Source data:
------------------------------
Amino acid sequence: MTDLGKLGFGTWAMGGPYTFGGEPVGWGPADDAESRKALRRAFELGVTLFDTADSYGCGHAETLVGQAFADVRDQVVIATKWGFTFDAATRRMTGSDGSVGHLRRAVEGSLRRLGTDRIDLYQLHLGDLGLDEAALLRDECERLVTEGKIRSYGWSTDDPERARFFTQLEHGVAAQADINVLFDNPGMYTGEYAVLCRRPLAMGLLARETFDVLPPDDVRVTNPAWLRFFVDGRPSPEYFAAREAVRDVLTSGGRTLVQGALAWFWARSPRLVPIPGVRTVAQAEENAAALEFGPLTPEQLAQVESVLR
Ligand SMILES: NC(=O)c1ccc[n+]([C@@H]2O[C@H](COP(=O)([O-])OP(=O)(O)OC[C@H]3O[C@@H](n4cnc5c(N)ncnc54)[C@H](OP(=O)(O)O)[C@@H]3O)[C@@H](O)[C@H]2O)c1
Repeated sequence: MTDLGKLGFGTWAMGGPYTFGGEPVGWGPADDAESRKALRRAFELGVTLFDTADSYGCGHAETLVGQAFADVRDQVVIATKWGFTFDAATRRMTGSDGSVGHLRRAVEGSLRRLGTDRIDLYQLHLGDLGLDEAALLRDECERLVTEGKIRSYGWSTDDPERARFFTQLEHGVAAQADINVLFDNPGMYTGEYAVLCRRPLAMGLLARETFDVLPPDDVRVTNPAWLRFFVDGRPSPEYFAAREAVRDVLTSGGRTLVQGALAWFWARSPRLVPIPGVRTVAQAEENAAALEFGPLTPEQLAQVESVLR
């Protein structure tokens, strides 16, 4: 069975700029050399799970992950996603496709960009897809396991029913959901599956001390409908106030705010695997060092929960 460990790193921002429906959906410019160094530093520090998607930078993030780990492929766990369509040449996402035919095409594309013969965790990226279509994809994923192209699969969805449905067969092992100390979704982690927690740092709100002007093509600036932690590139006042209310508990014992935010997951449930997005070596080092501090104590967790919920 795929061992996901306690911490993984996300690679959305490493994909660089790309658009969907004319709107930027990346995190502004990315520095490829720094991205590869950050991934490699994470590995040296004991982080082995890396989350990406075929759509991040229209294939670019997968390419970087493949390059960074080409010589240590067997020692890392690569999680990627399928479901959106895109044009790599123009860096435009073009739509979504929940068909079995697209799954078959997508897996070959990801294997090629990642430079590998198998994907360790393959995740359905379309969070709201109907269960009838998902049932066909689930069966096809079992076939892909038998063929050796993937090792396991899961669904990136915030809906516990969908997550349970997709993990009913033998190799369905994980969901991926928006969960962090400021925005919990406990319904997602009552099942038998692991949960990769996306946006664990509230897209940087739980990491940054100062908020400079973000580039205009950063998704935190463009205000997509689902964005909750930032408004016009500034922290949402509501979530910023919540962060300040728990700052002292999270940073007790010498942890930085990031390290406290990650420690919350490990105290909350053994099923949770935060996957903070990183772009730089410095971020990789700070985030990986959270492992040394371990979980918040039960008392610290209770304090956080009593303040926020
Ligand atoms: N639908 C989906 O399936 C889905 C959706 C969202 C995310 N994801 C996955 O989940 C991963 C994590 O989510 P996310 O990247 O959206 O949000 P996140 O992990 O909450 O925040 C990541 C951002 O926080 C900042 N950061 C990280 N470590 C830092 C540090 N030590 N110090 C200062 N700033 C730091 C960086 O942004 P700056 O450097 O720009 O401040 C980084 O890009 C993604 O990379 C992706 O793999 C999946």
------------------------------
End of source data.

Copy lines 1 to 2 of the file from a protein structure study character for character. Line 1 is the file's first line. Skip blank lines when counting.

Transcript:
Amino acid sequence: MTDLGKLGFGTWAMGGPYTFGGEPVGWGPADDAESRKALRRAFELGVTLFDTADSYGCGHAETLVGQAFADVRDQVVIATKWGFTFDAATRRMTGSDGSVGHLRRAVEGSLRRLGTDRIDLYQLHLGDLGLDEAALLRDECERLVTEGKIRSYGWSTDDPERARFFTQLEHGVAAQADINVLFDNPGMYTGEYAVLCRRPLAMGLLARETFDVLPPDDVRVTNPAWLRFFVDGRPSPEYFAAREAVRDVLTSGGRTLVQGALAWFWARSPRLVPIPGVRTVAQAEENAAALEFGPLTPEQLAQVESVLR
Ligand SMILES: NC(=O)c1ccc[n+]([C@@H]2O[C@H](COP(=O)([O-])OP(=O)(O)OC[C@H]3O[C@@H](n4cnc5c(N)ncnc54)[C@H](OP(=O)(O)O)[C@@H]3O)[C@@H](O)[C@H]2O)c1